Best Send-Off Imaginable


When I lived in Brighton in the late nineties, I got to be friends with a South African couple, Paul Kapelus and Nicci Kurz. Paul was studying at Sussex and Nicci was working with local government in Brighton. Our friendship developed around shared meals and stimulating conversation about the kind of ideas one thinks about in grad school.

Our time in Brighton drew to a close and we said goodbye in 1999. As a complete (and happy) fluke, I bumped into Paul in the Washington DC metro one night in 2002. We embraced, smoked cigars and wandered the streets of Capitol Hill late at night, talking and catching up. But aside from a quick Skype call in 2014, our contact over the last 16 years has been fleeting.

As Louise and I planned the final, Southern Africa, leg of our journey, we reached out to Paul and Nicci to see if we could visit them in Jozy. We spent the final two days of our trip together and I was reminded of why we had such a great friendship in the first place. Instantly, we were back to the delicious food and great conversations of before.

Nicci teaches art at a nearby boys prep school. Paul is a consultant working in mining communities. Their daughters Maya and Grace are 13 and 11 years old, respectively. Ida and Saga fell in with Grace and spent a lot of time playing marbles. We all took one of their dogs for a walk in a beautiful park in Emmarentia. The girls bounced on the trampoline in the front yard. The art in the house is incredible.


South Africa’s constitution is one of the most progressive anywhere. On Tuesday morning we visited the Constitutional Court; the highest court in the land whose job is to defend the constitution. Paul’s nephew Max is a clerk for one of the Justices. He took us on a fabulous tour.



The Inside of the building is like an art gallery showcasing South Africa’s greatest artists.

The iconic Mandela image in miniature format




At the entrance to the courtroom


The courtroom itself is full of symbolism. The walls are made of bricks reclaimed from the jails. The Justices sit at the same level as court visitors, a reminder that the judges serve the people. The windows at eye level look out at the feet of people walking outside the courtroom, promoting humility. Max gave an incredibly engaging guided visit as well as an overview of recent court cases (including the one that could bring down Jacob Zuma).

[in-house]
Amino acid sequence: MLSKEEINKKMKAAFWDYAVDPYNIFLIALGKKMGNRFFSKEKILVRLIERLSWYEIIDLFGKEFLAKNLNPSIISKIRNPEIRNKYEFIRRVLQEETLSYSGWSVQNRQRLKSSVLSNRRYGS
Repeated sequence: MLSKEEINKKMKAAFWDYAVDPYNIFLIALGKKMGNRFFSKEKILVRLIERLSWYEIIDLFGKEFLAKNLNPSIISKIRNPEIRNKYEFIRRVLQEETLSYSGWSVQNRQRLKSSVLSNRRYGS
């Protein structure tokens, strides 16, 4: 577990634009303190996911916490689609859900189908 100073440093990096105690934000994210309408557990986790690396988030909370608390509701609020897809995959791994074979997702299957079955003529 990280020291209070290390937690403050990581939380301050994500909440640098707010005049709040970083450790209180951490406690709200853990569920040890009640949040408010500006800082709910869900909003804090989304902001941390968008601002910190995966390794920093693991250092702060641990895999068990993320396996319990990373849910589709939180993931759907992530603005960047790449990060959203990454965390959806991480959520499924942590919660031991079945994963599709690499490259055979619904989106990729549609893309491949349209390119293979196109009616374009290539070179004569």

Louise and I had frequently thought of how the final days of our trip would play out. It first came up in November when some friends were closing their own eight-month adventure through Asia. But whenever we thought about the end of our trip, the date seemed so far off and distant as to be unreal. And now all of a sudden it’s upon us (I’m writing this post from Jeddah Airport as we wait to board our final flight to Toronto).

On Tuesday night Nicci and Paul did the most thoughtful thing: they invited their gregarious and generous friends over to Nicci’s art studio for an evening of pizza and storytelling. There were about 25 people, parents and kids, and the four of us showed pictures and told stories of our travels. There were a ton of interest in our trip (all of the parents are about the same age) and questions about where we went, what we saw, whom we met and how we did it. Since we were in an art studio, Paul and Nicci had each of their friends draw a little picture to represent the evening’s conversation. At the end of the evening, we were given the collection of drawings as a little memento of the evening. The notes were so beautiful, so creative.

The evening gave us our first real opportunity to reflect on and talk in depth about our trip with others. The group was very receptive to learning about our experience. It’s a privilege to have 20 strangers interested in learning about our family trip. I felt a warm rush of happiness and thankfulness rise in my chest as I thought about how lucky we were to spend our final evening of the trip with this group.